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    You did a great job showing otherwise "organizationally challenged" folks how to develop a little order in their work places. So, instead of re-inventing your wheel, I thought I'd add a couple of things I've done over the years to make my situation more ordered and less chaotic.I have 2 benches in my basement, one for hobby stuff and one for my paying job (i'm self-employed). I've included a few pictures here. As you can see, I mounted drawers below both my benches. I put the tools I use most in them so all I have to do is open the drawer in front of me. You can get add-on drawer brackets, even whole drawers at DIY centers and on line. They don't need to be to big or too deep, just for the stuff you are always reaching for.Another problem I have always had, that doesn't get better with age, is a bad habit of forgetting to turn off the solder station. If I go several days between work, this can cause a heck of a lot of corrosion on the tips, not to mention the fire hazard if left unattended. So I bought timers with 1,2,4 and 8 hour increments. I wired these to relays with 120 volt ciols. The contact are connected to the sockets. I sometimes need a higher wattage iron (75-100 watts) for work on point-to-point vacuum tube work, hence the duplex outlet. If I forget to turn off the iron(s), I can rest assured that they will turn off on their own. A little peace of mind, and less replacing burnt-up tips.The workbench in the picture was a piece of countertop I got from a Habitat for Humanity "ReStore". I think I paid $5 for it. These stores, if you have one near you, are great places to pick up just about any kind of building material cheap.The last pix is my "tunes". A shameless plug for DIY vacuum tube amplifiers, for sure :).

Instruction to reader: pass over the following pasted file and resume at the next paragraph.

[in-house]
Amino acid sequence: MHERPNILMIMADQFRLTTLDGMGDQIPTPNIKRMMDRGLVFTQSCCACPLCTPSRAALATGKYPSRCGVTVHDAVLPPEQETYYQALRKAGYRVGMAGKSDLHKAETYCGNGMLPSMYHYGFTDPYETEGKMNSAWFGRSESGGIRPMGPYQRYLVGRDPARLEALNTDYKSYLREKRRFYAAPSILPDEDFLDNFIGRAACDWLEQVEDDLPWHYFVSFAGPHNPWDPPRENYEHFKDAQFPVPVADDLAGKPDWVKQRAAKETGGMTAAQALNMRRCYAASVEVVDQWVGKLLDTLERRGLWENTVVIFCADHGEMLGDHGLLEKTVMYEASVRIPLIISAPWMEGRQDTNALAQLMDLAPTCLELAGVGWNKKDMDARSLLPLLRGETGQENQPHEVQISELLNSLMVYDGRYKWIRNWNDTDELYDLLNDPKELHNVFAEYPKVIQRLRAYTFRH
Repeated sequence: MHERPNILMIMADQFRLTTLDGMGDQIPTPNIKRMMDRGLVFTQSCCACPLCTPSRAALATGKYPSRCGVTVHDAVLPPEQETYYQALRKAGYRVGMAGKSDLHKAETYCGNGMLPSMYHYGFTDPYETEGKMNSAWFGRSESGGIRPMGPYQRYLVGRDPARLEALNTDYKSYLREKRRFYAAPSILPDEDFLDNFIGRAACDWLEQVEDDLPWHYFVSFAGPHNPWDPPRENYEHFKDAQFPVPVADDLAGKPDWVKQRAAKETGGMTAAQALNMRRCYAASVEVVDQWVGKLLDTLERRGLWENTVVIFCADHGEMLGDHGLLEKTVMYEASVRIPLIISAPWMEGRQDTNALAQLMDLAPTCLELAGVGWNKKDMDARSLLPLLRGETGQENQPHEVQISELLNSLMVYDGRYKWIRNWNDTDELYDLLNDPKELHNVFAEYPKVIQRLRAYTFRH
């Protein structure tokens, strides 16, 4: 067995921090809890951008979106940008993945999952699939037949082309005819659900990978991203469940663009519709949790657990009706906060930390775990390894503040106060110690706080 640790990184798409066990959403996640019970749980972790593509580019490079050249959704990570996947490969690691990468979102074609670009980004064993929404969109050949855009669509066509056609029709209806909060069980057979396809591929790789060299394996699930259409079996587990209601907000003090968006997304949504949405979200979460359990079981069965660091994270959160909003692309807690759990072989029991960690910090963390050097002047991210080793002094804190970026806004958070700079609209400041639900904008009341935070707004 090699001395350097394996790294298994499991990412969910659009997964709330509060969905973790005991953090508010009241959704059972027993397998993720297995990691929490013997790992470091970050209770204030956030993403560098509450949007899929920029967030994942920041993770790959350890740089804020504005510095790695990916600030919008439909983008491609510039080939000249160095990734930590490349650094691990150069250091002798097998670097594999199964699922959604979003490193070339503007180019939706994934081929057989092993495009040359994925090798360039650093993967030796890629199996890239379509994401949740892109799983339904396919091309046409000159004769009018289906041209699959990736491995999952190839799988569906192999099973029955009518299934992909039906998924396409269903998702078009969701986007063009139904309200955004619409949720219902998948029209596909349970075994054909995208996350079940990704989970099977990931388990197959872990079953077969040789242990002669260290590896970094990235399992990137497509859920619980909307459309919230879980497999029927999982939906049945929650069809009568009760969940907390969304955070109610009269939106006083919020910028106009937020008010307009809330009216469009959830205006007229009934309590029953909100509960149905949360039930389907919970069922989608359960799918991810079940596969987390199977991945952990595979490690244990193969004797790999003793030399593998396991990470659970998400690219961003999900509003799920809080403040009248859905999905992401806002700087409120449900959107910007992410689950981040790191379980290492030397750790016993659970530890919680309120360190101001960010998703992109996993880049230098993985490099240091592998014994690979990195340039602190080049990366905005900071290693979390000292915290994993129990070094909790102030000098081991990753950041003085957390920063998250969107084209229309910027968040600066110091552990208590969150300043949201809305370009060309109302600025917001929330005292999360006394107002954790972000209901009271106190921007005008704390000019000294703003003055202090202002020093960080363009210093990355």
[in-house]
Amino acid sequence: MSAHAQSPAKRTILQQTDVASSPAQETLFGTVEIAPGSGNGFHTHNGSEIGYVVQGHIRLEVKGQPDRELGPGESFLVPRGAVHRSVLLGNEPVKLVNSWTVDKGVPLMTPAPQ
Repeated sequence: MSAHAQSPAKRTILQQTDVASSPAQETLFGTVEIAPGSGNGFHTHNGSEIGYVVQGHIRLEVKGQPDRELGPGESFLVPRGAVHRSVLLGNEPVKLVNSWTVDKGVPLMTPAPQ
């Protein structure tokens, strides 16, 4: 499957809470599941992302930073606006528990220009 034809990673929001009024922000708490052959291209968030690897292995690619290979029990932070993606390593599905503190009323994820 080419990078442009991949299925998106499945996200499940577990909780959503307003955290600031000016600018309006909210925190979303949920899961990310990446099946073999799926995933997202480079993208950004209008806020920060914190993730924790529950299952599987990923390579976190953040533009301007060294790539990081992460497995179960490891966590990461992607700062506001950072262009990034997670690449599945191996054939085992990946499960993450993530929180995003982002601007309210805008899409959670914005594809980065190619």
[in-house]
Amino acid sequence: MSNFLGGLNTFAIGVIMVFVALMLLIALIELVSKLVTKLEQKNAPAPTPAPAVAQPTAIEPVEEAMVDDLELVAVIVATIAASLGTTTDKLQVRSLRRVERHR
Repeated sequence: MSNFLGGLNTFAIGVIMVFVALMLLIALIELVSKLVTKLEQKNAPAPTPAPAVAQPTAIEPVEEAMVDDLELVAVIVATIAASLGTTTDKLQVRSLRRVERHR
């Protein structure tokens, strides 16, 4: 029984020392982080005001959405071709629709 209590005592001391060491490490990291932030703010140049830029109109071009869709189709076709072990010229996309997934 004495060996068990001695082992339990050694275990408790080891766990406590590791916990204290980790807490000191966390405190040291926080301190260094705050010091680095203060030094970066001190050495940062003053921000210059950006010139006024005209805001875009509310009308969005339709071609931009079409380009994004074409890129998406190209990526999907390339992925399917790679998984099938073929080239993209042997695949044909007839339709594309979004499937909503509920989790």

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  • Multi-Function Walking Stick II  - Storage Compartment

    Not squeamish here, but for those who are, couldn't you just get a bottle of ammonia?

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  • Cliffystones commented on RCLifeOn's instructable DIY Mini Air Conditioner1 year ago
    DIY Mini Air Conditioner

    I'm "Mr. Scarasm" myself. I just need to remember to add that smiley face so folks will know I'm joking!

    2 words here. Sodium Hydrochloride. For you non-tech folks that's chlorine bleach :)But I get your point. Probably better to use a container that had water or even juice in it.In defense of the original builder, this is simply a micro-sized swamp cooler. Something akin to those "USB Powered Fans" that put a tiny breeze right at your fingertips/sweating forehead. Only with the ice, this becomes one of those, only on micro-steroids. A nice little cold breeze to take the edge off of an otherwise uncomfortably warm environment. Sure it could be modded/enlarged/ altered etc. But kudos to the builder. The rest of you folks need to heed the expression "Don't slap a gift horse in the face".